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Donor warned Obama campaign against considering John Edwards as running mate

A former Edwards confidant testified he and Andrew Young joked about making money from the sex tape Edwards had made with Rielle Hunter. NBC's Lisa Myers reports from Greensboro, N.C.

Updated at 6:50 p.m. ET: A donor to former Sen. John Edwards' 2008 presidential campaign testified Tuesday that he steered Barack Obama's campaign away from considering Edwards as a potential running mate or Cabinet member because of Edwards' affair with Rielle Hunter.


Lisa Myers and Stacey Klein of NBC News and Ben Thompson of NBC station WCNC of Charlotte, N.C., contributed to this report by M. Alex Johnson of msnbc.com. Follow M. Alex Johnson on Twitter and Facebook.


The donor, Tim Toben, a prominent developer in Chapel Hill, N.C., said he called the Obama campaign in June 2008 after Edwards told him that he might be Obama's running mate. Toben said he warned Obama advisers because he feared that Edwards' affair would have "destroyed" Democratic chances in the general election.


Edwards is on trial in U.S. District Court in Greensboro, N.C., where he is charged with six felony counts of accepting about $1 million in illegal and unreported campaign donations from two wealthy supporters.

Toben was called as a prosecution witness because he was identified as the intermediary who spirited Hunter away in the middle of the night to a waiting jet after The National Enquirer reported her identity. He said he did it as a "big favor" to Edwards.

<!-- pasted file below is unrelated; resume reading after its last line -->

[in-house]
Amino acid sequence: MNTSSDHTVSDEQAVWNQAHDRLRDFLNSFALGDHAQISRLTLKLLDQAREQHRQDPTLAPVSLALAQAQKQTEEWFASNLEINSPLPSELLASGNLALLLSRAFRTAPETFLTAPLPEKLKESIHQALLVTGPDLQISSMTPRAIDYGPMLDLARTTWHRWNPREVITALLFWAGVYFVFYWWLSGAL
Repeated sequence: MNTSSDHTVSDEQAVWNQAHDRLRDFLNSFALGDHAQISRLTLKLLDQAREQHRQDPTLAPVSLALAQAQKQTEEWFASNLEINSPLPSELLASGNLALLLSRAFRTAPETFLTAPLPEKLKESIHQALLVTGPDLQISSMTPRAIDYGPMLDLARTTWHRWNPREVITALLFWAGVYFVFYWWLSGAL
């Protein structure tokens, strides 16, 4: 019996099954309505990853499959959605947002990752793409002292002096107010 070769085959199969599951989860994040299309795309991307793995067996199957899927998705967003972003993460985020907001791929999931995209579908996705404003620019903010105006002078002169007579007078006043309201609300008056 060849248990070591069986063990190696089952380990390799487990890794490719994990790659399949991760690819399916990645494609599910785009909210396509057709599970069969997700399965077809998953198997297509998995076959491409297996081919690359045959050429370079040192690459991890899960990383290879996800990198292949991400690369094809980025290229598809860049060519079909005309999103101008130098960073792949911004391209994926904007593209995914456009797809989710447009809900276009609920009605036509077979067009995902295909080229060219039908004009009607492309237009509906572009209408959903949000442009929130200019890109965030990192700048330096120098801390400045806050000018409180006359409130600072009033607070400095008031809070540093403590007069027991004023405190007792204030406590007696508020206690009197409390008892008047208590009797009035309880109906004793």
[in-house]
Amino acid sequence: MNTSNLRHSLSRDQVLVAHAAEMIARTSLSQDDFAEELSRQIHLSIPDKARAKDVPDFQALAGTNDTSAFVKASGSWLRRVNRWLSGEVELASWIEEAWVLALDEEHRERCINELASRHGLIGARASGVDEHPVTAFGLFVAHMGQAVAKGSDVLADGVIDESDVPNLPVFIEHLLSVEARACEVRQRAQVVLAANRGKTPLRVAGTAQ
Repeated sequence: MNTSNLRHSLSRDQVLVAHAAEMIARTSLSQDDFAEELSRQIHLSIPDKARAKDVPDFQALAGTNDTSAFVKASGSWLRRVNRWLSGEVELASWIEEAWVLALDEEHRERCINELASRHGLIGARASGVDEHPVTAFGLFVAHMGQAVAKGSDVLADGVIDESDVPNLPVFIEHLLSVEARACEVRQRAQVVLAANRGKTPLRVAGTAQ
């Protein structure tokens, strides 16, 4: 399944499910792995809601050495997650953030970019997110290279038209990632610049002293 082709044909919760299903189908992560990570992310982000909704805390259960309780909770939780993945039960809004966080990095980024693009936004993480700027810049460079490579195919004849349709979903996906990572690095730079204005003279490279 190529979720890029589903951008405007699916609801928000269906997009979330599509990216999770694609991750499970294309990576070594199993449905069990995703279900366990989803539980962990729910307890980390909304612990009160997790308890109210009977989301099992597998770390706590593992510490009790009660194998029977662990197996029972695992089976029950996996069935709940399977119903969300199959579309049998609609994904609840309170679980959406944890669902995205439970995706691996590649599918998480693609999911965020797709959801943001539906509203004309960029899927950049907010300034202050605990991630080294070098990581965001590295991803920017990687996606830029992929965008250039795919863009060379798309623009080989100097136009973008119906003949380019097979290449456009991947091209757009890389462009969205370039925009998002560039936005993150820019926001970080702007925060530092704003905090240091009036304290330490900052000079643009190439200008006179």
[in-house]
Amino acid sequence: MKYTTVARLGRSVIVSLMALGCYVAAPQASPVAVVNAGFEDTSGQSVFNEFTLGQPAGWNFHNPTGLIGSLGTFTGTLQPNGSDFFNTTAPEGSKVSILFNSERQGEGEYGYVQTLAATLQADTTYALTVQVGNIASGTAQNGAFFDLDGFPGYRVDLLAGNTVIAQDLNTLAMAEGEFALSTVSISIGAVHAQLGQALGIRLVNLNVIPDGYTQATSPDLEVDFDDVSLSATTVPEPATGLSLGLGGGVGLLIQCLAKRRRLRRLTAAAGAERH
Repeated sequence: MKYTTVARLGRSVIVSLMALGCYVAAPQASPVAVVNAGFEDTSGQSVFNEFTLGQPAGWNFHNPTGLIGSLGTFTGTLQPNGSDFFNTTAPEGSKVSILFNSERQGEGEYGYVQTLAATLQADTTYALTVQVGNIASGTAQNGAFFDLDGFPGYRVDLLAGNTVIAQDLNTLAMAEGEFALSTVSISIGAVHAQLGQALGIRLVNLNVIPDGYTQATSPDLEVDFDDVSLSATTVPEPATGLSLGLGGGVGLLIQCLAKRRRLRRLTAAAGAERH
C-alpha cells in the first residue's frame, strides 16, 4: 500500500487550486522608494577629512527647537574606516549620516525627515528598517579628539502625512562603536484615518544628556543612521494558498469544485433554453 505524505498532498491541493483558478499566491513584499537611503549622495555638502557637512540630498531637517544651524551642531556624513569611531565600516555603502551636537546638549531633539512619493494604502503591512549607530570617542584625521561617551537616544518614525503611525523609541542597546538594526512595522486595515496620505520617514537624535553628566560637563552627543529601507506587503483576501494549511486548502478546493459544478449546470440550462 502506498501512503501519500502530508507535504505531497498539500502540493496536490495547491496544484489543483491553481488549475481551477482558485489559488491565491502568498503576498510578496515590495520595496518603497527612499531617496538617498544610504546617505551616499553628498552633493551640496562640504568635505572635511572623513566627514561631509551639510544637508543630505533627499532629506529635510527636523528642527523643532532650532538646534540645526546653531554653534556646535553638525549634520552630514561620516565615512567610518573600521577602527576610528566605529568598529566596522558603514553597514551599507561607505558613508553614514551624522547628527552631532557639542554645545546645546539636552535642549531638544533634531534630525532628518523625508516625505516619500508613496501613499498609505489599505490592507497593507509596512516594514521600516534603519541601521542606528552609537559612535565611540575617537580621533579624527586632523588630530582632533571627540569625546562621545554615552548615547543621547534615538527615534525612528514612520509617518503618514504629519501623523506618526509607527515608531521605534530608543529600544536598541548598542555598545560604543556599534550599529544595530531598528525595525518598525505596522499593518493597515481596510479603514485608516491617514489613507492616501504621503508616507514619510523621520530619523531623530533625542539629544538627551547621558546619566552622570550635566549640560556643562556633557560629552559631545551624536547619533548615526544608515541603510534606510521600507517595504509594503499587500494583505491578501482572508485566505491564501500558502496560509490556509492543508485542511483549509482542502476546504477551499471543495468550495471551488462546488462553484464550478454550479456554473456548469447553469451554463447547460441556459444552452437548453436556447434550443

Toben testified Monday that he broke ranks with Edwards after the candidate forced him to choose to remain loyal to him or to Andrew Young, the former Edwards aide who falsely claimed paternity for Hunter's daughter and is now Edwards' chief accuser.

Toben said he chose Young, saying Edwards had betrayed the trust of "the people he spoke for." He said he thought Young was unwisely "taking a bullet for the team" and encouraged him to write the book because "this charade was ridiculous."

Former Democratic presidential candidate John Edwards has faced public and private challenges throughout his life and career.

Tuesday afternoon, Wendy Button, a former speechwriter for Edwards, testified she helped Edwards draft a 2009 speech admitting the affair and acknowledging that he knew that money provided by the late Fred Baron was intended to deal with the Hunter problem.

That's one of the two key points prosecutors are trying to prove — that the money was handled as campaign contributions to his campaign and that Edwards knew what it was for.

In the 2009 draft speech — which he never delivered — Edwards intended to confirm that "I stood by while my friend (Baron) supported my daughter and will reimburse his wife for all he had done," Button said.

Mellon's lawyer testified Monday that Mellon considered her donations to be a gift to Edwards, not a campaign contribution. 

Hampton Dellinger, a legal analyst for NBC News and msnbc.com, said her testimony could help jurors connect the dots between the former senator's actions and the crime he is accused of committing.

"This is an admission that John Edwards said he knew all along that Fred Baron was paying to cover up his affair," Dellinger said. 

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